Citation: Maastricht Journal of European and Comparative Law
      PubDate: 2021-04-22T05:20:47Z
      DOI: 10.1177/1023263X211005967
      Issue No: Vol. 28, No. 2 (2021)
       
  • EPPO and a common sense of justice
    • Authors: Thomas Elholm
      Pages: 212 - 228
      Abstract: Maastricht Journal of European and Comparative Law, Volume 28, Issue 2, Page 212-228, April 2021.
      This article discusses the Union’s general inspirational idea of creating a ‘common sense of justice’ and its implications with reference to the development of the European Public Prosecutor. When the Commission presented its vision of an area of justice, it declared that the ‘ambition is to give citizens a common sense of justice throughout the Union’. Although a sense of justice seems to be something psychological and emotional, it also seems almost inevitably to promote EU integration. The article discusses the various roles that the EPPO may have in contributing to a common sense of justice and in particular the EPPO’s objective of achieving a Union-wide coherent practice on prosecution and penalty levels. It analyses critically whether this practice – by mediating between the different ‘common’ senses of justice in each Member State – is capable of contributing to a common sense of justice.
      Citation: Maastricht Journal of European and Comparative Law
      PubDate: 2021-04-22T05:20:46Z
      DOI: 10.1177/1023263X211005970
      Issue No: Vol. 28, No. 2 (2021)
       
  • The development of Europol’s external relations: Towards
           supranationalism'
    • Authors: Sarah Léonard, Christian Kaunert
      Pages: 229 - 244
      Abstract: Maastricht Journal of European and Comparative Law, Volume 28, Issue 2, Page 229-244, April 2021.
      This article examines the extent to which, if any, the development of Europol’s external relations over time has contributed to the integration of EU policing and criminal justice. More precisely, with reference to the academic debates on ‘intergovernmentalism’ and ‘supranationalism’, it examines the extent to and the ways in which the growth in Europol’s external relations has indicated a move away from intergovernmentalism towards more supranationalism in the EU’s policing and criminal justice cooperation. It does so by systematically examining the development of Europol’s external relations over time using a continuum ranging from ‘intergovernmentalism’ to ‘supranationalism’ as ideal-types, whilst arguing for not reducing supranationalism to the ‘Community method’. The article shows that the balance between intergovernmental and supranational features in the governance of Europol’s external relations has changed over time as the latter have been gradually reinforced. Starting from a position close to the intergovernmental pole of the continuum, Europol has moved significantly towards the supranational pole in its external relations, especially after the Europol Regulation began to apply in 2017.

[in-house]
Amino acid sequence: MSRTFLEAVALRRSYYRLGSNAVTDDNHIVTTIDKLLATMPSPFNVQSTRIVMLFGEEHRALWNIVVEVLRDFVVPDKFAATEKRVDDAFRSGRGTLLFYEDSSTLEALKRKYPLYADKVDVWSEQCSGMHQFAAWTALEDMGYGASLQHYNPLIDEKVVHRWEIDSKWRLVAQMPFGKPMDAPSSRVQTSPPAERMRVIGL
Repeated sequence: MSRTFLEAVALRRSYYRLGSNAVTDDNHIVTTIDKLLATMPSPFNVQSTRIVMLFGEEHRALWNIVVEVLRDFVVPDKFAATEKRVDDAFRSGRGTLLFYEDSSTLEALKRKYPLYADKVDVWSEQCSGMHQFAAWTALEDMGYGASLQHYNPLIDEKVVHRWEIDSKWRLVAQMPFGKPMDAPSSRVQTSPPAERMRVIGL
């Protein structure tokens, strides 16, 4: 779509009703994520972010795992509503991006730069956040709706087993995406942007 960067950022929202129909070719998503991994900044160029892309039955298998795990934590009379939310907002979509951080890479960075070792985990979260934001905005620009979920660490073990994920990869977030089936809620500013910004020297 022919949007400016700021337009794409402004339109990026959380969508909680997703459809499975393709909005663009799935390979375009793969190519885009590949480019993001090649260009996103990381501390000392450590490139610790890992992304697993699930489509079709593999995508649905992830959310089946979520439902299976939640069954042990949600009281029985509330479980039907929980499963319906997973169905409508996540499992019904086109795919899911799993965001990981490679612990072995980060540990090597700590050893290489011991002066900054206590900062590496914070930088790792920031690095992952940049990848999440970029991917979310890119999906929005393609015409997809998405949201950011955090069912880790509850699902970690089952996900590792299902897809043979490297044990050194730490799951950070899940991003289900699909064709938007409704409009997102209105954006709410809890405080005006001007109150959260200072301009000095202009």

Citation: Maastricht Journal of European and Comparative Law
      PubDate: 2021-03-25T03:04:36Z
      DOI: 10.1177/1023263X211005162
      Issue No: Vol. 28, No. 2 (2021)
       
  • European prosecution between cooperation and integration: The European
           Public Prosecutor’s Office and the rule of law
    • Authors: Valsamis Mitsilegas
      Pages: 245 - 264
      Abstract: Maastricht Journal of European and Comparative Law, Volume 28, Issue 2, Page 245-264, April 2021.
      The article will examine the challenges that the establishment of the European Public Prosecutor’s Office poses for the rule of law – a question which has been underexplored in the policy and academic debate on the establishment of the EPPO, which focused largely on questions of structure and powers of the EPPO and the battle between intergovernmental and supranational visions of European prosecution. The implications of the finally adopted legal framework on the EPPO on the rule of law will be analysed primarily from the perspective of the rule of law as related to EPPO investigations and prosecutions and their consequences for affected individuals – in terms of legal certainty and foreseeability, protection from executive arbitrariness, effective judicial protection and defence rights. The article will undertake a rule of law audit of the EPPO by focusing on three key elements of its legal architecture – the competence of the EPPO, applicable law and judicial review – and the interaction between EU and national levels of investigation and prosecution that the EPPO Regulation envisages. The analysis will aim to cast light on the current rule of law deficit in a hybrid system of European prosecution located somewhere between co-operation and integration.